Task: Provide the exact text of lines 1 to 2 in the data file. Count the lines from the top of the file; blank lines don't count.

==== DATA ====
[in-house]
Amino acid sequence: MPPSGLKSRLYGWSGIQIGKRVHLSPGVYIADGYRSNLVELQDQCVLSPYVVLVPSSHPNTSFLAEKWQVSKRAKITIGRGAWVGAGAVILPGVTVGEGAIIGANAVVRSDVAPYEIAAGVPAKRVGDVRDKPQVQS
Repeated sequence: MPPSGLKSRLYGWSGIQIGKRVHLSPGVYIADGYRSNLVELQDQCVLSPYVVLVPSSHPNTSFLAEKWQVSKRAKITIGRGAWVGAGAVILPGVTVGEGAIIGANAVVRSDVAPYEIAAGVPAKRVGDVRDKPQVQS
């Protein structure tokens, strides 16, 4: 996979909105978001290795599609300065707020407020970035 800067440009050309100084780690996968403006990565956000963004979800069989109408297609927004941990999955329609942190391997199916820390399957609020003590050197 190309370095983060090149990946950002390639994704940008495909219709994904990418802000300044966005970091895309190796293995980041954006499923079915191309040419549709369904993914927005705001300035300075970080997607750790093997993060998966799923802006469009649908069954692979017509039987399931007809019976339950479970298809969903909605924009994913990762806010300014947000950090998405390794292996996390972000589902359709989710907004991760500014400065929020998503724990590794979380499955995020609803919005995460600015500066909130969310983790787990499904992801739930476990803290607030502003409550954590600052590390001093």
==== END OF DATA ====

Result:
[in-house]
Amino acid sequence: MPPSGLKSRLYGWSGIQIGKRVHLSPGVYIADGYRSNLVELQDQCVLSPYVVLVPSSHPNTSFLAEKWQVSKRAKITIGRGAWVGAGAVILPGVTVGEGAIIGANAVVRSDVAPYEIAAGVPAKRVGDVRDKPQVQS